Chang'e 5 Spacecraft Overview
Chang'e 5 is China's first lunar sample return mission and the most ambitious endeavor in the country's lunar program, aiming to introduce completely new technologies and techniques such as a fully automated rendezvous in lunar orbit and sample transfers in between different spacecraft modules. As of 2014, Chang'e 5 was planned to launch in 2017 with its follow-up mission, Chang'e 6, planned two years later.
The Chang'e 5 spacecraft consists of four modules - a Service Module, a Return Vehicle, the Lander and the Ascent Vehicle. Overall, the spacecraft will have a launch mass around eight metric tons requiring a larger launch vehicle than previous missions. It is expected that Chang'e 5 and 6 will launch on the Long March 5 rocket that delivers the craft to a direct trajectory to the Moon.
The Chang'e 5 Service Module includes all systems to support the assembled vehicle on the way to the Moon, remain in lunar orbit for an extended period of time while surface operations are in progress, rendezvous with the ascent vehicle in orbit and support the Return Vehicle during the transfer back to Earth, setting up for re-entry.
The Service Module is equipped with power-generating solar arrays, communication systems for command uplink from Earth and telemetry downlink as well as a propulsion system and attitude control thrusters. Likely based on propulsion technology already used on Chang'e 3, the vehicle will use hypergolic propellants consumed by a throttlable engine (likely the 7.5kN engine used on Chang'e 3). The propulsion system of the Service Module would be used to conduct trajectory correction maneuvers on the way to the Moon, the lunar orbit insertion burn, orbital maintenance and the trans-Earth injection burn at the end of the mission.
The Service Module directly interfaces with the Return Vehicle that is installed in a cavity of the Service Module to reduce the overall length of the vehicle.
The Return Vehicle closely resembles the Shenzhou-capsule design in a scaled-down version. It is equipped with a modified heat shield to be able to withstand the re-entry into Earth's atmosphere at speeds of 11 kilometers per second. Landing is accomplished using parachutes that are deployed during atmospheric flight, starting with a drogue followed by the main Chute. The Return Vehicle includes a thruster system to actively control its orientation before re-entry and modify its re-entry path by adjusting aerodynamic lift to target a reasonably sized landing zone. Onboard measurement systems and communication beacons for the location of the landed vehicle are also part of the entry vehicle.
The Chang'e 5 lander in its structure is identical to the Chang'e 3 lander successfully demonstrated in 2013 with the obvious exception of ascent vehicle accommodations and surface sampling equipment that were not tested by Chang'e 3.
The lander has a dry mass of over one metric ton and a fueled mass of up to 3,800 Kilograms. Four primary landing legs are installed on the lander using a cantilever-type design with bumpers and interior buffer elements in the primary struts and multi-functional secondary struts that interface with the bottom panel of the lander. The legs will have to create a sufficiently soft landing after the main engine is cut off around four meters above the lunar surface.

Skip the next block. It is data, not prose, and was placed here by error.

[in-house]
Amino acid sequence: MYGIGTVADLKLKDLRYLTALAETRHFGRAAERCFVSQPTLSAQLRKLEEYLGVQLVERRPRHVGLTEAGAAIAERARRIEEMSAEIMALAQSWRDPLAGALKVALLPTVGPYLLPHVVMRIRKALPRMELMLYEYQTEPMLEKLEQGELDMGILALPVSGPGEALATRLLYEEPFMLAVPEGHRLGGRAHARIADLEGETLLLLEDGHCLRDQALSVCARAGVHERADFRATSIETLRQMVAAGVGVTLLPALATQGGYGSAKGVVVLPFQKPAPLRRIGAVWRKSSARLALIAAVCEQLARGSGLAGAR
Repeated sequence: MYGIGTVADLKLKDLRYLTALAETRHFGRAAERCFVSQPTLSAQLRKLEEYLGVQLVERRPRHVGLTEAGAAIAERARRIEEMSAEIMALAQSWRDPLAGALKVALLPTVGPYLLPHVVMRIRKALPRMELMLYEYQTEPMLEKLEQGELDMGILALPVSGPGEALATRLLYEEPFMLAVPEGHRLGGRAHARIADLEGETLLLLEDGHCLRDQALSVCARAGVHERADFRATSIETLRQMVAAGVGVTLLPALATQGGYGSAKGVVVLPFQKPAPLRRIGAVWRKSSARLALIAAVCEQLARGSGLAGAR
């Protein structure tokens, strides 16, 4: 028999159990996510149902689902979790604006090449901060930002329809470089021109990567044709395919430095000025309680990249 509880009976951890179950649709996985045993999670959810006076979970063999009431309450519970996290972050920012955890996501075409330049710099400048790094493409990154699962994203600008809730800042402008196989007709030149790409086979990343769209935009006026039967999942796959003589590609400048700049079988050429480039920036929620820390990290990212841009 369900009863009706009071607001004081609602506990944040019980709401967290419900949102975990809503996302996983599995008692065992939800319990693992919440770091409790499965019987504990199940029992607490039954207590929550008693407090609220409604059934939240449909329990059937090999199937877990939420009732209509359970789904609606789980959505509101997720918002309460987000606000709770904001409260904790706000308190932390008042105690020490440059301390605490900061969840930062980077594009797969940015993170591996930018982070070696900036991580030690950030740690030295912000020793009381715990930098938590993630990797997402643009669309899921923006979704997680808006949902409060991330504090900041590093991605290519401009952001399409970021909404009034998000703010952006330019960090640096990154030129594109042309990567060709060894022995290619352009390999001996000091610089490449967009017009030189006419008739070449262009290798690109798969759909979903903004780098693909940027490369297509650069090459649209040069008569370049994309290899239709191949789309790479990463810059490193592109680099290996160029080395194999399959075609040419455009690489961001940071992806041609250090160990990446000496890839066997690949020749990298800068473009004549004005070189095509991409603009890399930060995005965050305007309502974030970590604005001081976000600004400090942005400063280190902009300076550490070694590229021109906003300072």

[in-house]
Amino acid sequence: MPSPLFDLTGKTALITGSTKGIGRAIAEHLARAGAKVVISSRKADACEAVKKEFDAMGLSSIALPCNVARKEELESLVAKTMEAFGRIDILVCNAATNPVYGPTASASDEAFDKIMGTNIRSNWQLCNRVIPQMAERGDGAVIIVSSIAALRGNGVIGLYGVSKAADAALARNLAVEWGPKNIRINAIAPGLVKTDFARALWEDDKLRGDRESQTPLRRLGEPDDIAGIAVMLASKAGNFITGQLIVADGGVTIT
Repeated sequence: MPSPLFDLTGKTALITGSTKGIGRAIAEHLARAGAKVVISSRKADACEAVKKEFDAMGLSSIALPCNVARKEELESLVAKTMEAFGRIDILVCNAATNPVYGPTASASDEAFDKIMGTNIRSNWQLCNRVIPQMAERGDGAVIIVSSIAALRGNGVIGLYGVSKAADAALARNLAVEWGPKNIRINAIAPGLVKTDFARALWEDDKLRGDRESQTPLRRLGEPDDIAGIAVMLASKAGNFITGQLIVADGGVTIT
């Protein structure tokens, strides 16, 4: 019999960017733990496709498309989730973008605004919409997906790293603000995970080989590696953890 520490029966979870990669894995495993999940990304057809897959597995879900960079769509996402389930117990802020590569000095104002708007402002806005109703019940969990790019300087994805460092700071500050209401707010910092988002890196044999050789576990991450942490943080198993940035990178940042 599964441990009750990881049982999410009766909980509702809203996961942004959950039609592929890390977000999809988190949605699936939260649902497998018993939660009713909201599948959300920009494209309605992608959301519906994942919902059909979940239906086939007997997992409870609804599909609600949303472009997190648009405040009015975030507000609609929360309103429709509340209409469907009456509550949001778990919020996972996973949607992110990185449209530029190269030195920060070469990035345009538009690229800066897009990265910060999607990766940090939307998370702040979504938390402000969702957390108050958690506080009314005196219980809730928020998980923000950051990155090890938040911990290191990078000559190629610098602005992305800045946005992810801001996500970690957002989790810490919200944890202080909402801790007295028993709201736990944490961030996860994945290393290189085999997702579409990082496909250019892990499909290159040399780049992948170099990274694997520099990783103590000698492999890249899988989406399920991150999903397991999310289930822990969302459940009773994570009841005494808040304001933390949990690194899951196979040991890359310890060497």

The propulsion system will also be similar to that used by Chang'e 3 consisting of a main engine that can be throttled from 1.5 to 7.5 Kilonewtons to conduct a single continuous landing burn. Attitude control is provided by 28 thrusters providing thrust levels of 10N and 150N for three-axis control during orbital flight and the landing sequence. Power is delivered by two solar arrays that can be opened and closed on command. Navigation will be provided by an inertial guidance platform, a laser ranging system, an altimeter and an optical descent camera.
Chang'e 5 Mission Profile
The Lander will make one continuous landing burn using its main engine that actively throttles down as part of the descent. The 700-second landing sequence begins with a deceleration that takes the vehicle from 15 to 2 Kilometers in altitude transitioning to a quick Adjusting Sequence to move from horizontal flight to a vertical descent.
Sample transfers to the Return Vehicle take place in lunar orbit before the Ascent Unit undocks for a Free Flight in lunar orbit of at least ten days.
The Service Module would then conduct the trans-Earth insertion for a five-day flight back to Earth. 5,000 Kilometers from Earth, the Return Vehicle would separate from the Service Module for the final 20 minutes to re-entry.
Re-entering at a speed up to 11 kilometers per second, the Return Vehicle would utilize a Skip Re-Entry that increases re-entry range, reduces the overall G-load on the vehicle and significantly reduces the thermal stress on the heat shield. Requiring precise guidance, a Skip Re-Entry consists of an initial dip into the atmosphere to reduce the velocity of the spacecraft that performs a pull-up maneuver to depart the atmosphere again and continue on a ballistic sub-orbital trajectory leading up to a subsequent entry into the atmosphere at a reduced speed for an atmospheric descent and a parachute-assisted landing.